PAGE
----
invicta: RV32 microprocessor of the first-stage pipeline. Verilog, BSD Licensed.

Kamikaze: RV32 microprocessor. Verilog, MIT Liencensed.

KCP53000: RV64 processor implementation of Samuel A. Falvo II. Verilog, MPL Licensed.

nanorv32: 2 machine pipeline RV32 implementation. Verilog, GPLv2 Licensed.

OpenV: Open source microprocessor supporting RV32, Verilog, MIT Licensed, OnChipUIS, from Universidad Industrial de Santander in Colombia.

ORCA: Open source microprocessor supporting RV32, VHDL, BSD Licensed, VectorBlox.

PicoRV32: Clifford Wolf designed (for FPGA) RV32 microprocessor, Verilog, ISC Licensed.

Potato: RV32 microprocessor for FPGA. VHDL, BSD Licensed.

RI5CY: Open source microprocessor supporting RV32

PULPino: SystemVerilog, Solderpad Licensed, PULP project from Zurich University of Technology and University of Bologna.

River: GNSS Senor Ltd. RV64 processor based on Rocket architecture. VHDL, BSD Licensed.

Rocket: Open source processor supporting RV64/32

Rocket-Chip: Chisel, BSD Licensed, Free chips project, open source project separated by UC Berkeley.

Freedom: Chisel, a start-up separated from Apache Licensed, SiFive, UC Berkeley.

lowRISC: Chisel+SystemVerilog, Solderpad Licensed, a non-profit organization initiated from Cambridge University.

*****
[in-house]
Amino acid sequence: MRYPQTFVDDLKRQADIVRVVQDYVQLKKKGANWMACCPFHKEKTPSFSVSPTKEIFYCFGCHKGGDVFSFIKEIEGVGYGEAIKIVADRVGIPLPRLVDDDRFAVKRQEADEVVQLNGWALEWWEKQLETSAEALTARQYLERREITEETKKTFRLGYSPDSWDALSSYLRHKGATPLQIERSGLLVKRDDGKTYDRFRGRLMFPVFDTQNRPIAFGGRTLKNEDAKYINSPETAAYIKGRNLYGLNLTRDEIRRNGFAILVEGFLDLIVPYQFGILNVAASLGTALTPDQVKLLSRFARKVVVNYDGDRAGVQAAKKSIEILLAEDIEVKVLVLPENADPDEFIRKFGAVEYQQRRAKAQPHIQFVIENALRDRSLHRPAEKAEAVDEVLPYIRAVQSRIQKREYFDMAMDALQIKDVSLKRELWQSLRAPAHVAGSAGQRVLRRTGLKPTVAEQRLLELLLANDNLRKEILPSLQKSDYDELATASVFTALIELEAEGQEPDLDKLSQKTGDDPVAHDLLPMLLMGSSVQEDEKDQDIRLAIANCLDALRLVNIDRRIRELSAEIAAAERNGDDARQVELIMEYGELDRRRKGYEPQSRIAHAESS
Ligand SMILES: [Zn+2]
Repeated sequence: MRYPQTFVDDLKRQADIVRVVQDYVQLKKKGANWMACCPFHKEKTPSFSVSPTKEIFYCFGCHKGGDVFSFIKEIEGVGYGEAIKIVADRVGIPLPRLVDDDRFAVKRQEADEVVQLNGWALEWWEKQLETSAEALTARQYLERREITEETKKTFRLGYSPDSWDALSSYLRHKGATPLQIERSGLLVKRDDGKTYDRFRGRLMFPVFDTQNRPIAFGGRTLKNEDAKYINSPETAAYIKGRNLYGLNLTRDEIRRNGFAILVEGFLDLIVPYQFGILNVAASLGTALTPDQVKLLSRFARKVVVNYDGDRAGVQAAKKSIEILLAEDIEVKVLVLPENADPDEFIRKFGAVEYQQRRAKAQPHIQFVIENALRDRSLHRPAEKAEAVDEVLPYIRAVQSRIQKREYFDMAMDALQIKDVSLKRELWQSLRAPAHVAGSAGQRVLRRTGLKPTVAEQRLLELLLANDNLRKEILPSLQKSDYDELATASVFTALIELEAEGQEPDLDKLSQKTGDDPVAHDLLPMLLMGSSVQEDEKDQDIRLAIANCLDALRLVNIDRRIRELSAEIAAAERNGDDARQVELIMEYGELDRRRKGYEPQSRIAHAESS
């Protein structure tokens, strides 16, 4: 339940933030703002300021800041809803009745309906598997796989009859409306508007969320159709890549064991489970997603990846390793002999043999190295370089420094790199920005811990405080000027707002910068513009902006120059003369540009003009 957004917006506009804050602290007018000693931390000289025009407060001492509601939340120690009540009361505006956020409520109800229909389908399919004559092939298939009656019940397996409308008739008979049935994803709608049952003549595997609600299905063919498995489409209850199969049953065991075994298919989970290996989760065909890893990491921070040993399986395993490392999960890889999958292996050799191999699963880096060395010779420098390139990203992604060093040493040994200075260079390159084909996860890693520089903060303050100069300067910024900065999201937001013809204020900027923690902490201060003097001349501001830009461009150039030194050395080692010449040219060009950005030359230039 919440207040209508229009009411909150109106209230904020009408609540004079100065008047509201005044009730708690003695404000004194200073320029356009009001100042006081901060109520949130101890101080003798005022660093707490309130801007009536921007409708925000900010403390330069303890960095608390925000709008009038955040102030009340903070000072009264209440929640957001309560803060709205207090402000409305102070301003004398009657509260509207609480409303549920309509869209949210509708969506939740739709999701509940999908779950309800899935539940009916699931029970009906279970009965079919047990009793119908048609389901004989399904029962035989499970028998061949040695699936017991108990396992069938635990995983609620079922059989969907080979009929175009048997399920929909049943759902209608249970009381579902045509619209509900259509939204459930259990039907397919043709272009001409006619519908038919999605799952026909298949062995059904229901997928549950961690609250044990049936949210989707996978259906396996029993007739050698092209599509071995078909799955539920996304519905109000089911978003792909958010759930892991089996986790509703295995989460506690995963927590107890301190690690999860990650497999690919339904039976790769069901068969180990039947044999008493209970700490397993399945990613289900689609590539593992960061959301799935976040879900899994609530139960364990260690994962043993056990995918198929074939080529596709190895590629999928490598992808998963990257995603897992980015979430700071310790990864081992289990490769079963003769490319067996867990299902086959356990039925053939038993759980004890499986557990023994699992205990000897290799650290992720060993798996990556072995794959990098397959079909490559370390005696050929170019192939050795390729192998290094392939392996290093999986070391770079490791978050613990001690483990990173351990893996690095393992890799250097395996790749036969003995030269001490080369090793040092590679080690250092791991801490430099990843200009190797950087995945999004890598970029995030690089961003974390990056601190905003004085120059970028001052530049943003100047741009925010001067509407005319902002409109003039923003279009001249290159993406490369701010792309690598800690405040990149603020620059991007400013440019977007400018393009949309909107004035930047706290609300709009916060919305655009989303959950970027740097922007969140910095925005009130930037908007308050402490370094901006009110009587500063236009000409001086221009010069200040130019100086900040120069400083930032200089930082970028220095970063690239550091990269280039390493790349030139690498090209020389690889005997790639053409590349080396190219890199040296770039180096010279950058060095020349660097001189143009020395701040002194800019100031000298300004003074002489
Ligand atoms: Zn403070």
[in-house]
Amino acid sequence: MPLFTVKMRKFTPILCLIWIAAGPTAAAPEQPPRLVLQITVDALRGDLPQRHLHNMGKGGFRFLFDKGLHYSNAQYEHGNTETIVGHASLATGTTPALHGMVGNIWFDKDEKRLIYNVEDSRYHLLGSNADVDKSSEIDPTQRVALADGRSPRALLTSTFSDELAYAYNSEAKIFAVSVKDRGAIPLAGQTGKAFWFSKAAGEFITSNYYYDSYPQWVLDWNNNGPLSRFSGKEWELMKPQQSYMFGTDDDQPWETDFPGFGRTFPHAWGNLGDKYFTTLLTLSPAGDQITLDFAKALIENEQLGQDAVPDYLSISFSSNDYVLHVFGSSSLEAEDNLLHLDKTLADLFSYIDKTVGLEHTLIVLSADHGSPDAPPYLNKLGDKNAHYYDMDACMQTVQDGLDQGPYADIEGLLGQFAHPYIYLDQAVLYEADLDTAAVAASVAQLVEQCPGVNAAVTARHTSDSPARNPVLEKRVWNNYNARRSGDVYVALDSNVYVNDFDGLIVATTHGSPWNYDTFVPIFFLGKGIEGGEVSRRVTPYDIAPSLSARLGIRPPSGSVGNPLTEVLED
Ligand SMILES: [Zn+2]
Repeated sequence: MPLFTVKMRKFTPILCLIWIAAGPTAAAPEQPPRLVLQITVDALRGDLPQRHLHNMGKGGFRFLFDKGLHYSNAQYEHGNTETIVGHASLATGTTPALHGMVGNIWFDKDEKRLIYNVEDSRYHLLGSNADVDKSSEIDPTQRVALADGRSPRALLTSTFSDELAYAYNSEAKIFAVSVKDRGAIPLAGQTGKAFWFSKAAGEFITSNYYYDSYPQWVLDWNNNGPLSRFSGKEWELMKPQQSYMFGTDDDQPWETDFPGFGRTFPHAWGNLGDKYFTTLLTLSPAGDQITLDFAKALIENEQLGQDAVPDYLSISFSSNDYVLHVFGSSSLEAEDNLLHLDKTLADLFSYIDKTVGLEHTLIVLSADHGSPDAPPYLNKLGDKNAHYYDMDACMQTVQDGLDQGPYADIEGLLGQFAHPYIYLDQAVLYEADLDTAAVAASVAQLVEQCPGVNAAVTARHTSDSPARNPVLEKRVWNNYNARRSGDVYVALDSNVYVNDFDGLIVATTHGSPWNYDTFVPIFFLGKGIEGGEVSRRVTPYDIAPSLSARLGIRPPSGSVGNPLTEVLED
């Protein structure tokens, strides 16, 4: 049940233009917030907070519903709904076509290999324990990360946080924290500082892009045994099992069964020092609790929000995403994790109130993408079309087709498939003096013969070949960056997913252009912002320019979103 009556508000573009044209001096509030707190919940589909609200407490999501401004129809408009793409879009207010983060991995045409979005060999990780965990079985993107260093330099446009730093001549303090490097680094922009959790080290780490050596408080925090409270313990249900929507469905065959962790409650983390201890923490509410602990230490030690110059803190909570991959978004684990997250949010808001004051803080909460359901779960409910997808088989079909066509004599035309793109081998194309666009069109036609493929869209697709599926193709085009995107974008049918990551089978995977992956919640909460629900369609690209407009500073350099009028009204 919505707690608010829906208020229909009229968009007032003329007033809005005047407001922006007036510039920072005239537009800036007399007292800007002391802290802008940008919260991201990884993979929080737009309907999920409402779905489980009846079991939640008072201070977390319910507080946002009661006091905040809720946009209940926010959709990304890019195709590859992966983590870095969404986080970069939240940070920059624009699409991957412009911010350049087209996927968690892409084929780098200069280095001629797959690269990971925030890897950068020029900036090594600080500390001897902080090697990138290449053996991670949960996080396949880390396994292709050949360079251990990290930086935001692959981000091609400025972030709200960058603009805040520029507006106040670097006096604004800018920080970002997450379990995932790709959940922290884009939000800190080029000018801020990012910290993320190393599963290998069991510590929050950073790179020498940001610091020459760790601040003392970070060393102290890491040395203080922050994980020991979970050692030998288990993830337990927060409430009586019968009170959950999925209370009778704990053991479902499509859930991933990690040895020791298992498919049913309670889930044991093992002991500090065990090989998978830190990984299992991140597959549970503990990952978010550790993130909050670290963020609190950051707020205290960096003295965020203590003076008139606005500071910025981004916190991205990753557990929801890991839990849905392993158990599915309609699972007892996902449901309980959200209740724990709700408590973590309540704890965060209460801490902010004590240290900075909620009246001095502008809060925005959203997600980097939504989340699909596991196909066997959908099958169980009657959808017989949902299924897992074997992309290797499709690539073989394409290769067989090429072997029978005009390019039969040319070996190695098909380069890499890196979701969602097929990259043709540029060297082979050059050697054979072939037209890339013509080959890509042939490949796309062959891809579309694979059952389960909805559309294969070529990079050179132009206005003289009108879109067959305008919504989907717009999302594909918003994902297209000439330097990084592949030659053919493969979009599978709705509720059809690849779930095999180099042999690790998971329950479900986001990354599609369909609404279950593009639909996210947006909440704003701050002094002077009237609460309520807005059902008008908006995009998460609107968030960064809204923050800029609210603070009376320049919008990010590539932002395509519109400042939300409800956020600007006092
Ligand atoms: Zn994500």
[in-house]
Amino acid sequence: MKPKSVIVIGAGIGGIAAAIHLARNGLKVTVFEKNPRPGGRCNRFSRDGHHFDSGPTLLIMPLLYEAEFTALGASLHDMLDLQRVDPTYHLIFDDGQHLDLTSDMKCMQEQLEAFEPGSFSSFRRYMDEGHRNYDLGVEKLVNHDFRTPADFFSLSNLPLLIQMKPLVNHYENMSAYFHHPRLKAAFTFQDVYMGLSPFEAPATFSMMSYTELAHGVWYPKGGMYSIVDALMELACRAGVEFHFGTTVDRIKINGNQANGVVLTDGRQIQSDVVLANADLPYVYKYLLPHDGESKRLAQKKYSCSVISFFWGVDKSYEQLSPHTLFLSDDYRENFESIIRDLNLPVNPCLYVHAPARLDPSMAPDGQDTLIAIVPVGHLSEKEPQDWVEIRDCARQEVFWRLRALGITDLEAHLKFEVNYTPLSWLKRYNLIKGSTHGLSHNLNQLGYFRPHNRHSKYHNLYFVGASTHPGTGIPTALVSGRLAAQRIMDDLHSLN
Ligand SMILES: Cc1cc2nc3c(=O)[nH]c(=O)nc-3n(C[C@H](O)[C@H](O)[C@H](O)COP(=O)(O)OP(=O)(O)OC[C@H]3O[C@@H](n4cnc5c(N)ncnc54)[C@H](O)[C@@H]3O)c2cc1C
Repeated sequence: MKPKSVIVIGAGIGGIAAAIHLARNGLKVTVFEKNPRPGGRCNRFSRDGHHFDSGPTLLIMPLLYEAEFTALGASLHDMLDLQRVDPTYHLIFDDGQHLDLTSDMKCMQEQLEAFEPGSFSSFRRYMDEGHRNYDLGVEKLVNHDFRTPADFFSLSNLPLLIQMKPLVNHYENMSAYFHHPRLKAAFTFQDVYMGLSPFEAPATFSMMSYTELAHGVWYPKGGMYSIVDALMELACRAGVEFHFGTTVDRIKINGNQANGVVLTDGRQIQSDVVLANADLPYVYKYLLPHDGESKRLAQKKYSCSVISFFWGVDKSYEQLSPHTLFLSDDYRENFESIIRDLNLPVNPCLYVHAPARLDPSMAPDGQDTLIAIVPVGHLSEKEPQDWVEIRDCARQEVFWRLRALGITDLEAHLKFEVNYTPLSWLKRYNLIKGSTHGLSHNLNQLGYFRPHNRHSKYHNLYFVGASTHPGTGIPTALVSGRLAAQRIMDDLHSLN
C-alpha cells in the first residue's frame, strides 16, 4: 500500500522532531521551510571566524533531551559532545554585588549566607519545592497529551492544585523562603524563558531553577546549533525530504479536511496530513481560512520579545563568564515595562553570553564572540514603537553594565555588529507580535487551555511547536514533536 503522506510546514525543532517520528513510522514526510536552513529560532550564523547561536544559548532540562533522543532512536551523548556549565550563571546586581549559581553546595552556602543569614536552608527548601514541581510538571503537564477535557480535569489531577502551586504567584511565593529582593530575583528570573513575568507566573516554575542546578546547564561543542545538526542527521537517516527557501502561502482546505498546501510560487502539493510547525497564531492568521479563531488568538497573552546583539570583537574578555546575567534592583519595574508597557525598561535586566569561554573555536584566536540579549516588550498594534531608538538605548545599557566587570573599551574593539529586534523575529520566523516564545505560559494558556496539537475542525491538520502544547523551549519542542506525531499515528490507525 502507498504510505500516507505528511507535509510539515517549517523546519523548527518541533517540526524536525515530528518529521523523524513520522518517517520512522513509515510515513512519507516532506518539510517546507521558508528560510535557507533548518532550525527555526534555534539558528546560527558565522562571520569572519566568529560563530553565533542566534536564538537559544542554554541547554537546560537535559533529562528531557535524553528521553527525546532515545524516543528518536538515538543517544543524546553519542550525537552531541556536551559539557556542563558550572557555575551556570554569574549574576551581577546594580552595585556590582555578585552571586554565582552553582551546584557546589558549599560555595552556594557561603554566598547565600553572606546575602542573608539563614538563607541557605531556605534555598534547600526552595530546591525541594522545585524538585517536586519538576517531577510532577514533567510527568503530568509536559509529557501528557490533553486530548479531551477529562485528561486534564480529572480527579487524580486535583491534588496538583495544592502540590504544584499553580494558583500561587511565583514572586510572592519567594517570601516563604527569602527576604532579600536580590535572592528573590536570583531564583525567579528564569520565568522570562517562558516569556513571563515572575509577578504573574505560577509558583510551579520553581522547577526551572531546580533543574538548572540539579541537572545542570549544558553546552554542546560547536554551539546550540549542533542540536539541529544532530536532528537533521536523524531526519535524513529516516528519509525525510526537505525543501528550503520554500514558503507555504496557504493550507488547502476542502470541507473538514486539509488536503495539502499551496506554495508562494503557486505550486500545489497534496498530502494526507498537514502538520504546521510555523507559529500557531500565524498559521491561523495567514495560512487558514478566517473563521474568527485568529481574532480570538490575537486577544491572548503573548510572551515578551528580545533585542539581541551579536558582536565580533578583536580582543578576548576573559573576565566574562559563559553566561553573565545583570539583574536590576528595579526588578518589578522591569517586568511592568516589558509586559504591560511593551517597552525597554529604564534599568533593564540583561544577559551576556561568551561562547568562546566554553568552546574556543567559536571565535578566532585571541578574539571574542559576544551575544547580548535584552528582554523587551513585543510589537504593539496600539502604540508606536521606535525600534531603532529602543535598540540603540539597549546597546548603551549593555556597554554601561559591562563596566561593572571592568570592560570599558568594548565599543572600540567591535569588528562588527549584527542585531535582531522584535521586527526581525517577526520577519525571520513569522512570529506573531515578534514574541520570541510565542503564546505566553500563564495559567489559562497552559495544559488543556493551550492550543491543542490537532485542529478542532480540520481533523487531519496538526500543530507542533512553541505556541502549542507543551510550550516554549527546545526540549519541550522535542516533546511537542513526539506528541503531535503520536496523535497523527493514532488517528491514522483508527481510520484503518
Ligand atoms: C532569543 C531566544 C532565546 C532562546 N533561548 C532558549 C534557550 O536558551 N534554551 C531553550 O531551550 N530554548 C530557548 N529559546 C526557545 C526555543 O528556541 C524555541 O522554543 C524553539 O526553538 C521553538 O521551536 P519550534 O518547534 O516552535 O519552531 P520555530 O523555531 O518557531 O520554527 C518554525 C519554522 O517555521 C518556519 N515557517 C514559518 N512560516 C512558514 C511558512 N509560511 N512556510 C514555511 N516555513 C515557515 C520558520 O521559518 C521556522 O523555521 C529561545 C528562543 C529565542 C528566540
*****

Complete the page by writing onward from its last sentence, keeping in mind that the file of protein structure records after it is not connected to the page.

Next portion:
RoCC: the Rocket customized coprocessor interface A co-processor interface that is closely interconnected with Rocket processors.

RV12: RoaLogic's RV32 microprocessor. Verilog, RoaLogic non-commercial Licensed.

SCR1: Syntacore's RV32 open source microprocessor. SystemVerilog, Solerpad Licensed.

SHAKTI: Indian IIT-Madras RISC-V processor series, Bluespec, BSD Licensed.

Sodor: RISC-V processor for teaching. Chisel, BSD Licensed.

uRV: RV32 microprocessor for FPGA. Verilog, LGPLv3 Licensed.

VexRiscv: RV32 microprocessor for FPGA written in SpinalHDL. SpinalHDL, MIT Licensed.

YARVI: RV32I microprocessor designed by Tommy Thorn, Verilog, GPL2v Licensed.

7. Successful taping cases

There have been cases of streaming by institutions and commercial companies. Follow the RISC-V community for specific information.

8. Community contribution

Complete tool chain maintenance, a large number of open source projects. The risc-v google discussion group (name: RISC-V ISA Dev) attracted volunteers from all over the world to participate in the discussion to continuously improve the risc-v architecture.